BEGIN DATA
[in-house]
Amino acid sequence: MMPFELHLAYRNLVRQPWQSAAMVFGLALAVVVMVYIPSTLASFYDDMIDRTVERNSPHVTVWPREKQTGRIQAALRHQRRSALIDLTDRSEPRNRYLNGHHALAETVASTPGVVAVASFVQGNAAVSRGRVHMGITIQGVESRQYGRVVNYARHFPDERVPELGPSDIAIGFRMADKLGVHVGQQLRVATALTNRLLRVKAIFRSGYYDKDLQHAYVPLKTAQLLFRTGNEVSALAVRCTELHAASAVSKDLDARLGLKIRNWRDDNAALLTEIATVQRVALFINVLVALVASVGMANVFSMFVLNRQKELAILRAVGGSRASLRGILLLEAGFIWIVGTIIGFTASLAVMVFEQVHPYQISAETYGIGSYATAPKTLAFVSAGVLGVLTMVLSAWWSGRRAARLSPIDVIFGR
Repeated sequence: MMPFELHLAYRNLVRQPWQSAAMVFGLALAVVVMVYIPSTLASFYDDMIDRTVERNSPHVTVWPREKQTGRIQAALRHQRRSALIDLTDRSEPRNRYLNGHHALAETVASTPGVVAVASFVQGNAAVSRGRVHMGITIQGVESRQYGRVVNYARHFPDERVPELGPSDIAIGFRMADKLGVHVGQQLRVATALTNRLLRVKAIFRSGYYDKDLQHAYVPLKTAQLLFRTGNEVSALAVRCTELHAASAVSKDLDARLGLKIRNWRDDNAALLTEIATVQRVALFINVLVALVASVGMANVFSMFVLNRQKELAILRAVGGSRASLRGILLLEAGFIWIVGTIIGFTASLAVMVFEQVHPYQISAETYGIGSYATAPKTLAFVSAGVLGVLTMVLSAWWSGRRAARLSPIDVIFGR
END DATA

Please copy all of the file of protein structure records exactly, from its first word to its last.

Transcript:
[in-house]
Amino acid sequence: MMPFELHLAYRNLVRQPWQSAAMVFGLALAVVVMVYIPSTLASFYDDMIDRTVERNSPHVTVWPREKQTGRIQAALRHQRRSALIDLTDRSEPRNRYLNGHHALAETVASTPGVVAVASFVQGNAAVSRGRVHMGITIQGVESRQYGRVVNYARHFPDERVPELGPSDIAIGFRMADKLGVHVGQQLRVATALTNRLLRVKAIFRSGYYDKDLQHAYVPLKTAQLLFRTGNEVSALAVRCTELHAASAVSKDLDARLGLKIRNWRDDNAALLTEIATVQRVALFINVLVALVASVGMANVFSMFVLNRQKELAILRAVGGSRASLRGILLLEAGFIWIVGTIIGFTASLAVMVFEQVHPYQISAETYGIGSYATAPKTLAFVSAGVLGVLTMVLSAWWSGRRAARLSPIDVIFGR
Repeated sequence: MMPFELHLAYRNLVRQPWQSAAMVFGLALAVVVMVYIPSTLASFYDDMIDRTVERNSPHVTVWPREKQTGRIQAALRHQRRSALIDLTDRSEPRNRYLNGHHALAETVASTPGVVAVASFVQGNAAVSRGRVHMGITIQGVESRQYGRVVNYARHFPDERVPELGPSDIAIGFRMADKLGVHVGQQLRVATALTNRLLRVKAIFRSGYYDKDLQHAYVPLKTAQLLFRTGNEVSALAVRCTELHAASAVSKDLDARLGLKIRNWRDDNAALLTEIATVQRVALFINVLVALVASVGMANVFSMFVLNRQKELAILRAVGGSRASLRGILLLEAGFIWIVGTIIGFTASLAVMVFEQVHPYQISAETYGIGSYATAPKTLAFVSAGVLGVLTMVLSAWWSGRRAARLSPIDVIFGR